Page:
Brow Beat

Mary J. Blige’s Burger King Ad Is Silly, Not Racist

A still of Mary J. Blige in an ad for Burger King.

A still of Mary J. Blige in an ad for Burger King.

Two days ago, the struggling fast-food chain Burger King unveiled several new ads online. Each featured a celebrity, but the only one anybody wanted to talk about—and share, and mock, and remix—was the 30-second spot in which Mary J. Blige uses her signature wail to tout Burger King’s crispy chicken snack wraps.

The ad was subsequently pulled from the Internet. (Gawker has kept it online.) Burger King claims they pulled the ad due to “licensing” issues, and that it will return soon. I’ll be keeping an eye out. The timing of its disappearance is suspicious: In addition to all the well-warranted mocking of the ad, Burger King also came under fire from those who claimed the commercial was racist—a far more dubious claim.

The supposed problem? While the ads with Salma Hayek and Jay Leno name-check all the new menu items, and David Beckham gets to lend his support to Burger King’s strawberry smoothie, Mary J. Blige sings about fried chicken.

The history of blacks and fried chicken is complex, as Jesse Bering explored on Slate last year. As Bering notes, fried chicken is associated by many with poverty, thanks to its possible connection to slave plantations and its more recent place on fast-food menus. The food item can become a touchy subject when explicitly advertised with black faces. Popeyes faced similar—and not unfounded—criticism for its own black spokeswoman, whose plastered-on smile and hokey affectations are supposed evoke New Orleans, but which also conjure memories of minstrelsy. (The Popeyes spots bear a troubling resemblance to the satirical commercial in Drop Squad, a biting 1994 film directed by Spike Lee protégé David C. Johnson.)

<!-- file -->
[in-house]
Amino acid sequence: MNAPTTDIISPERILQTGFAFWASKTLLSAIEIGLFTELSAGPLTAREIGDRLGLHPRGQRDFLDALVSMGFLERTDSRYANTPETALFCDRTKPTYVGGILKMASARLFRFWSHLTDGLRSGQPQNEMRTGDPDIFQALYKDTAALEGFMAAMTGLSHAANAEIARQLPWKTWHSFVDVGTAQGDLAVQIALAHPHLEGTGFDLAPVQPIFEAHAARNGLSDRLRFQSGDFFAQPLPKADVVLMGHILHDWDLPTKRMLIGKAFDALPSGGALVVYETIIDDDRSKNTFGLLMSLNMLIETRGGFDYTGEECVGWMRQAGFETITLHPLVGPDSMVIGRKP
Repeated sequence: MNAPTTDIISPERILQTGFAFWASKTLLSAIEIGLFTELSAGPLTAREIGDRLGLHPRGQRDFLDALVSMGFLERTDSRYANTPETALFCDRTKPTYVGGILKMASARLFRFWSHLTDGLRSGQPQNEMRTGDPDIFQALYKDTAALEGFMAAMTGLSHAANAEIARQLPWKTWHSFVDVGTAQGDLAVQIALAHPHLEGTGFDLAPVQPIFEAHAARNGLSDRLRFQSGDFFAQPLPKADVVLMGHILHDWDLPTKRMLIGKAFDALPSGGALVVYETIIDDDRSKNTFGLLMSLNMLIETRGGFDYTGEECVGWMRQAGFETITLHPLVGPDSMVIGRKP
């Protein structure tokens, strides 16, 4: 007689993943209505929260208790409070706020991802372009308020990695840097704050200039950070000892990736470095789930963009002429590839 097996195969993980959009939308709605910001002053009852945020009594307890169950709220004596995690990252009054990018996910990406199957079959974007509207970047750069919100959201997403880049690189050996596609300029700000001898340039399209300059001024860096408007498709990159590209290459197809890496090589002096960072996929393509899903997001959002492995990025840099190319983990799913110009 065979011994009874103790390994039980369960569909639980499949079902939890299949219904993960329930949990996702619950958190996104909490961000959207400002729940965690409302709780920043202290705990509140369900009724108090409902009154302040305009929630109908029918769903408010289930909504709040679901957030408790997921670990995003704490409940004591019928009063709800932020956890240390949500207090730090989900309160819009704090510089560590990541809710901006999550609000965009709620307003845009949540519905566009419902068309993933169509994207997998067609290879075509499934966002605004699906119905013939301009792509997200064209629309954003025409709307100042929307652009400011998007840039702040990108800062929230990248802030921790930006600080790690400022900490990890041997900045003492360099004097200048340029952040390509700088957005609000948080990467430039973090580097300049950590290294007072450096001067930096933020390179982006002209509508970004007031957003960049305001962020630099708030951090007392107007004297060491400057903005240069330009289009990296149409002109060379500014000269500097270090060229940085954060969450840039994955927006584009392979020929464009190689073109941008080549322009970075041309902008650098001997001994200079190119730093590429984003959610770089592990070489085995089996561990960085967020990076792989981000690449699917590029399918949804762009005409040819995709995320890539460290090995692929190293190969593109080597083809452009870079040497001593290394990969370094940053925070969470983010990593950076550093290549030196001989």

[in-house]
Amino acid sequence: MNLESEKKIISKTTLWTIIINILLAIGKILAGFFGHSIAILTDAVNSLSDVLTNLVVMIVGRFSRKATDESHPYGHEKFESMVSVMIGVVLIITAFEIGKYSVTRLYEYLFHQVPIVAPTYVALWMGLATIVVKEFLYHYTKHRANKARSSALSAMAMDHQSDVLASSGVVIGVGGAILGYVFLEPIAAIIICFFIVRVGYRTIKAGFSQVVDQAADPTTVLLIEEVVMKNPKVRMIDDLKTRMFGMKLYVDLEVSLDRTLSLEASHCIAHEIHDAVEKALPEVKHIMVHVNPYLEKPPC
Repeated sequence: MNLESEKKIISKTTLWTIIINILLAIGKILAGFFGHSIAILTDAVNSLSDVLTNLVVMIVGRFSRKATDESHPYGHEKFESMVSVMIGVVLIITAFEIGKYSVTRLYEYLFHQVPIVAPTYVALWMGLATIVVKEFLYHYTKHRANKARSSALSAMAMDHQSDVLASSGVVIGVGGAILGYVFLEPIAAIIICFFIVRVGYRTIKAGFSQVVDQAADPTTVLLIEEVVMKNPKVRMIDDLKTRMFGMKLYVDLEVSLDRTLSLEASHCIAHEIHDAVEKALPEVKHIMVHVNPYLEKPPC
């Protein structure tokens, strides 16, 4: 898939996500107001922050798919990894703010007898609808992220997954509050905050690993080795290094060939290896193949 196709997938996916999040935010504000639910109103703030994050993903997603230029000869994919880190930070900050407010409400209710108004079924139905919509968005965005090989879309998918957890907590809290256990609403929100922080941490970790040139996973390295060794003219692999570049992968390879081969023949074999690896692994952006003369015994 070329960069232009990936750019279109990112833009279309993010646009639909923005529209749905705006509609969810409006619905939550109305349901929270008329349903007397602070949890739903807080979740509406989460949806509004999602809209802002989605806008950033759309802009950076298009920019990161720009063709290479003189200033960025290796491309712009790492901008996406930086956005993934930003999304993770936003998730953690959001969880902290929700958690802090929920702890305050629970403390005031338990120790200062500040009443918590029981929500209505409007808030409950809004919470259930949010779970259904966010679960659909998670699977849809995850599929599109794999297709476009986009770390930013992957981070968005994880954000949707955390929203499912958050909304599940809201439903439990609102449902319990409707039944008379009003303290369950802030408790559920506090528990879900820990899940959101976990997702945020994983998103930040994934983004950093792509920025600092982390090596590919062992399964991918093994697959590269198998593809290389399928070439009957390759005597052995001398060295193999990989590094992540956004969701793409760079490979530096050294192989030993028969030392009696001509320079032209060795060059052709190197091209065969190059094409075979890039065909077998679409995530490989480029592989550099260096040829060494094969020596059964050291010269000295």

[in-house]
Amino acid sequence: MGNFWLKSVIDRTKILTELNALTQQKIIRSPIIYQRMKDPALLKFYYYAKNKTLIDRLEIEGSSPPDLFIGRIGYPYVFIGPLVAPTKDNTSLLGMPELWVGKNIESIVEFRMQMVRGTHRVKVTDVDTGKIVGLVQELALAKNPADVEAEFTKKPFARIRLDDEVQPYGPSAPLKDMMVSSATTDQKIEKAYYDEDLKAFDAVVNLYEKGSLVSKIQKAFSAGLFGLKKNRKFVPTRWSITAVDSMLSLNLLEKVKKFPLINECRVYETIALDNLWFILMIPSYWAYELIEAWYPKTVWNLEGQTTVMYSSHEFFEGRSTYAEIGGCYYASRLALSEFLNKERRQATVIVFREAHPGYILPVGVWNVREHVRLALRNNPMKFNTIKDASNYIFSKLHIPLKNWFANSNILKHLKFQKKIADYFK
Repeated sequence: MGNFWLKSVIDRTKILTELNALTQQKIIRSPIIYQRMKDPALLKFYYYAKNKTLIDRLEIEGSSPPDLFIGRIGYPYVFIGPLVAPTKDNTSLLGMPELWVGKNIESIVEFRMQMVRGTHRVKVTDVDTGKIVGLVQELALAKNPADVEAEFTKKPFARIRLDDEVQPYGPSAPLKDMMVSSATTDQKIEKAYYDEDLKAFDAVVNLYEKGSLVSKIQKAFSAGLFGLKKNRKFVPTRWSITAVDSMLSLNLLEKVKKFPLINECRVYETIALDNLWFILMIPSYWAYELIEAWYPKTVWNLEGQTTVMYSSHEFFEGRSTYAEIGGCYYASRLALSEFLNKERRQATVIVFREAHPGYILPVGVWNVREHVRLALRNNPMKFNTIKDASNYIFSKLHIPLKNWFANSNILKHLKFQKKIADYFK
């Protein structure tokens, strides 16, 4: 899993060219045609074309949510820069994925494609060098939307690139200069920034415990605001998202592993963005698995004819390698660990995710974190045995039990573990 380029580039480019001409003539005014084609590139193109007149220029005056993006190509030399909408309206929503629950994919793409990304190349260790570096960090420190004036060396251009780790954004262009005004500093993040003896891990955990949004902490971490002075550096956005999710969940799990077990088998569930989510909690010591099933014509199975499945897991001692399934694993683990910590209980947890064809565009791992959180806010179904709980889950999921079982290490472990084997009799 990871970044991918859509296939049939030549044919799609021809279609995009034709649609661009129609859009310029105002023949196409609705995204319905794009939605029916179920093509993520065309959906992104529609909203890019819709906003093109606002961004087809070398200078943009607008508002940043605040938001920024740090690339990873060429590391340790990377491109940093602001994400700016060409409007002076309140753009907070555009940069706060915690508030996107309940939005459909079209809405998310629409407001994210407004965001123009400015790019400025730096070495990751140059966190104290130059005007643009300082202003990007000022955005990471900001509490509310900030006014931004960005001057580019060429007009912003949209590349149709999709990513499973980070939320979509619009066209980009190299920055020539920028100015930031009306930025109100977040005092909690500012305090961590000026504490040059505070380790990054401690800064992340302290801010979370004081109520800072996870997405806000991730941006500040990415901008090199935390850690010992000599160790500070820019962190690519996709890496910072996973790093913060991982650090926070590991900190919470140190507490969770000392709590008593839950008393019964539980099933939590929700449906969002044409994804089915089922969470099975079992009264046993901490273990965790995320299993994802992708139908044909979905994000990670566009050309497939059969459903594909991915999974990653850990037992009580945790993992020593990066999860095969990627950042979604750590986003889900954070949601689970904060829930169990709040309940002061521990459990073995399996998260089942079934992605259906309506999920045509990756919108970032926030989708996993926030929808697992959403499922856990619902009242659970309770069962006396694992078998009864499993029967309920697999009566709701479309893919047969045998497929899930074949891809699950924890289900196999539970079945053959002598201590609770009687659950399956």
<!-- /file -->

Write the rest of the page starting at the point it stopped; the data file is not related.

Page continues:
It is short-sighted—and frankly, insulting to Blige—to attribute the Burger King spot to “coonery.” Burger King has been honing its cheesy advertising chops for years, most famously with their creepy corporeal version of the “King”; Blige is clearly in on the camp factor of the commercial. And other recent ads have far surpassed this one in ignorantly deploying racial stereotypes.

So why the uproar this time? Perhaps the answer has to do with the ad’s intended audience. Unlike the many fast-food commercials aimed specifically at black audiences, usually found on black-targeted networks like BET, the Blige ad features a mostly white supporting cast. It is meant to appeal to a “mainstream” (read: white) audience; some of the ad’s critics seem worried about the way it might make black people look to white people.

Consider this McDonald’s ad from a few years ago—which I only ever saw on BET and another black network, TVOne—in which a black man sings about his wife not sharing her McNuggets with him, crooning: “Girl, you got a 10-piece, now don’t be stingy.” It’s just as lame as the Burger King spot (lamer, perhaps, as it seems unaware of its campiness), and it, too, is not at all racist.

Several years ago, Dave Chappelle joked about feeling self-conscious while eating chicken in front of white people. The Mary J. Blige commercial seems to have prompted a similar reaction from some black observers—without Chapelle’s accompanying self-awareness. As he memorably pointed out, fried chicken is delicious, and it’s ridiculous to feel ashamed about eating it. Should Blige feel ashamed to sing about it? Only because her lyrics in this case are embarrassing, and the production values mediocre. Not because she’s black.